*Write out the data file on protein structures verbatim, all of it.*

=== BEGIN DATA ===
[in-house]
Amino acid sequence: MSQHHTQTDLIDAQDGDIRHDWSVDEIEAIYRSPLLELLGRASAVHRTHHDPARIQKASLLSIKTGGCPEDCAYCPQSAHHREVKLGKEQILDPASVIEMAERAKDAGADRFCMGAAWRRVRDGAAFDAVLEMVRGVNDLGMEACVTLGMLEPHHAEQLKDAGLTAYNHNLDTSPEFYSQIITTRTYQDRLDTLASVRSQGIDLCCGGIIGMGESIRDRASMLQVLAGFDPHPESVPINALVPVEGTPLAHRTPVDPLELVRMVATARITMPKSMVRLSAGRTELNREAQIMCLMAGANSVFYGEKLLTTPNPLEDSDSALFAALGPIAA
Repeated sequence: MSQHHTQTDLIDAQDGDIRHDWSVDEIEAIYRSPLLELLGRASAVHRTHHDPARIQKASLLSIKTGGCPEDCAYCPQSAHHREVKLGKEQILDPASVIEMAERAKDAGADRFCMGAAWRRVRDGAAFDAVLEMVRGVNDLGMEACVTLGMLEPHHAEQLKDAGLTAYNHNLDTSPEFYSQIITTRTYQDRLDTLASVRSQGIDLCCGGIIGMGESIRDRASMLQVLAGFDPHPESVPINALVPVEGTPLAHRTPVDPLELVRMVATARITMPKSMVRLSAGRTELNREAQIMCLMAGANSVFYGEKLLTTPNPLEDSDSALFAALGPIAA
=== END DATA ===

[in-house]
Amino acid sequence: MSQHHTQTDLIDAQDGDIRHDWSVDEIEAIYRSPLLELLGRASAVHRTHHDPARIQKASLLSIKTGGCPEDCAYCPQSAHHREVKLGKEQILDPASVIEMAERAKDAGADRFCMGAAWRRVRDGAAFDAVLEMVRGVNDLGMEACVTLGMLEPHHAEQLKDAGLTAYNHNLDTSPEFYSQIITTRTYQDRLDTLASVRSQGIDLCCGGIIGMGESIRDRASMLQVLAGFDPHPESVPINALVPVEGTPLAHRTPVDPLELVRMVATARITMPKSMVRLSAGRTELNREAQIMCLMAGANSVFYGEKLLTTPNPLEDSDSALFAALGPIAA
Repeated sequence: MSQHHTQTDLIDAQDGDIRHDWSVDEIEAIYRSPLLELLGRASAVHRTHHDPARIQKASLLSIKTGGCPEDCAYCPQSAHHREVKLGKEQILDPASVIEMAERAKDAGADRFCMGAAWRRVRDGAAFDAVLEMVRGVNDLGMEACVTLGMLEPHHAEQLKDAGLTAYNHNLDTSPEFYSQIITTRTYQDRLDTLASVRSQGIDLCCGGIIGMGESIRDRASMLQVLAGFDPHPESVPINALVPVEGTPLAHRTPVDPLELVRMVATARITMPKSMVRLSAGRTELNREAQIMCLMAGANSVFYGEKLLTTPNPLEDSDSALFAALGPIAA